The New Normal In The Single-Family Rental Space: How The Midsize Investor Is Rising Up


Think single-family rental homes are just for small-scale investors? Not anymore. Things are changing, and today there’s enough interest from large-scale and midsize investors alike to fully cement single-family rentals (SFR) as a viable asset class in and of itself.

Most institutional-level investors first began showing interest in SFR immediately following the housing market crash of 2008 when they began buying up foreclosed properties. Recent advances in technology, increasing transparency and the removal of operational difficulties have all given rise to the ability to not only invest in, but also manage properties from afar. All of these factors have combined to help establish SFR as a large-scale, fully-fledged asset class.

Today, we in the SFR industry are seeing all of these changes contributing to what I refer to as the rise of the midsize investor, or an investor who owns between 25 and 2000 homes.

Why so much interest in SFR?

It’s one investment that offers a number of distinct advantages — particularly cash flow and long-term appreciation. It’s also a great alternative investment. One analysis found that, historically, returns from SFRs have moved independently from the stock market, making it a great way to diversify funds.

Currently, single-family and two- to four-unit residences comprise more than 53% of U.S. rentals, representing about 23 million units. Additionally, an estimated 13 million new rental households are expected to form by 2030. Housing stock isn’t projected to keep up with this demand, meaning there’s great potential for investors who own income properties.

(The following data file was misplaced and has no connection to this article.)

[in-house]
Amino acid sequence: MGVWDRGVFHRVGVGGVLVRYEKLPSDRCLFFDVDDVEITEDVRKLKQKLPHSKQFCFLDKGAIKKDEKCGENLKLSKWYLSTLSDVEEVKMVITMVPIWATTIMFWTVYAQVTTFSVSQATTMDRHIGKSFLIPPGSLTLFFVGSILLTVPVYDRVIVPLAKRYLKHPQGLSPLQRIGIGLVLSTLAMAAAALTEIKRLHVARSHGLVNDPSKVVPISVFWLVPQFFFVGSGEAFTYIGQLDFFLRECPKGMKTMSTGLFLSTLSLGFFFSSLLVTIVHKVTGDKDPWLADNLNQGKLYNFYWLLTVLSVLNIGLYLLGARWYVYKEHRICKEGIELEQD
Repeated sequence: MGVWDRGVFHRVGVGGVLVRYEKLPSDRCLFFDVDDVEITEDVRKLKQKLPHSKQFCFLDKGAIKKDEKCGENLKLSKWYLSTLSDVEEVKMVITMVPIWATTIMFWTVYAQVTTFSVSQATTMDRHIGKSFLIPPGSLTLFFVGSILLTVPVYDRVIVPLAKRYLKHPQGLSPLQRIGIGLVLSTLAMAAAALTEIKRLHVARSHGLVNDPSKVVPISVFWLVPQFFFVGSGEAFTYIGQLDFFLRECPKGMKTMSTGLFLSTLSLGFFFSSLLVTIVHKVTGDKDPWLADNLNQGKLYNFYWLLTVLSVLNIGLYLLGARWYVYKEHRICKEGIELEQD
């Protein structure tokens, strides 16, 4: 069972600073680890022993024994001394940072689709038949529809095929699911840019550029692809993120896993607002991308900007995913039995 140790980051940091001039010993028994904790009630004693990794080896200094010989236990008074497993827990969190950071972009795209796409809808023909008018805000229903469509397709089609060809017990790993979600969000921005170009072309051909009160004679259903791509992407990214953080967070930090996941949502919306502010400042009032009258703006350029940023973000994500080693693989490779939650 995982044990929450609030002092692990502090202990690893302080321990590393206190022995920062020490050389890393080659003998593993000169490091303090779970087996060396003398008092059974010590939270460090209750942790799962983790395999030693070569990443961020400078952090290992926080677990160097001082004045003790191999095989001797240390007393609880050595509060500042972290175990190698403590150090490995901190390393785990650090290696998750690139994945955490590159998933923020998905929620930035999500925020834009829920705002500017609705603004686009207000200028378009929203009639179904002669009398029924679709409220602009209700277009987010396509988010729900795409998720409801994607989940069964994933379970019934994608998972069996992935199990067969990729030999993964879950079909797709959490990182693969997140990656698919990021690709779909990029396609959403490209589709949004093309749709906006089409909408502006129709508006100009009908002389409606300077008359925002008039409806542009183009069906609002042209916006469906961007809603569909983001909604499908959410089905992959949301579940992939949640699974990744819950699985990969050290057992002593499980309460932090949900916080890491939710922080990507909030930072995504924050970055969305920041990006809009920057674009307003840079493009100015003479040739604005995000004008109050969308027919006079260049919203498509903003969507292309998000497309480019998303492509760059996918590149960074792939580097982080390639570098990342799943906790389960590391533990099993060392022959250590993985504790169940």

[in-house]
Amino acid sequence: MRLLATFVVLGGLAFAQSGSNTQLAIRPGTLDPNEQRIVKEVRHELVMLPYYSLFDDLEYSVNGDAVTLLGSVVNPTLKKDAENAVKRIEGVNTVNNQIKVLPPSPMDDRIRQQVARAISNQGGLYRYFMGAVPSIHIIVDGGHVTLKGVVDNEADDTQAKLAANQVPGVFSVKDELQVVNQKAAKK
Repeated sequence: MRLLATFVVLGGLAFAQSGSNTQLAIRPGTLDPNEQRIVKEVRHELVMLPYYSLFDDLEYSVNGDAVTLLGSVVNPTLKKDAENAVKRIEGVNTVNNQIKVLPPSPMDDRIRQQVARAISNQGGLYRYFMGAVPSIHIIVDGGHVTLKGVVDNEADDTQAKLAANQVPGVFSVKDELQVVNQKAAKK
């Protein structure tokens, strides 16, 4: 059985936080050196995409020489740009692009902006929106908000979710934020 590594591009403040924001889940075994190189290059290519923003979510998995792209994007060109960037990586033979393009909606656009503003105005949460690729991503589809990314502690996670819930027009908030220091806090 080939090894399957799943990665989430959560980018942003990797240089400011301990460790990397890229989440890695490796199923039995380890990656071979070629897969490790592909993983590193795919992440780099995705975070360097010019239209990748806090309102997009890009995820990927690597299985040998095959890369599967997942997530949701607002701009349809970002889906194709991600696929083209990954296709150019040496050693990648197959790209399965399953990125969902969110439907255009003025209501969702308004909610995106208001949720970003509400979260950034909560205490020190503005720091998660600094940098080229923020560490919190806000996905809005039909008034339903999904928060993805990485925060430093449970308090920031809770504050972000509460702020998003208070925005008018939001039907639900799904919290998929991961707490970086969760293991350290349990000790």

To put it another way, 35% of renters across the U.S. are in SFRs. Demand for rentals is expected to continue growing for the foreseeable future.

The Midsize Investor

During the Great Recession nearly a decade ago, investors began funneling money into the housing market, buying up and refurbishing millions of foreclosed homes. While many people thought they’d hold onto them until property prices had recovered and then sell and make a tidy profit, many of the homes have since been turned into lucrative rental properties.

Still, while institutional-level interest in SFR has grown as a whole in recent years, large-scale investors still account for a small percentage of total SFR investment activity. According to one analysis, these investors own less than 2% of all SFR investment properties and are active in less than 30 metro areas across the nation. Meanwhile, almost 90% of SFR inventory is owned by small-scale investors with fewer than 10 units. There appears to be a lot of room in the market for investors of any size to invest.

Today’s midsize investor buys a few properties at a time and manages them remotely. The advantage of this method is that it allows them to take a more nimble approach, trialing different housing markets to see how they’ll perform. It also allows them to diversify, investing in different markets to spread the risk.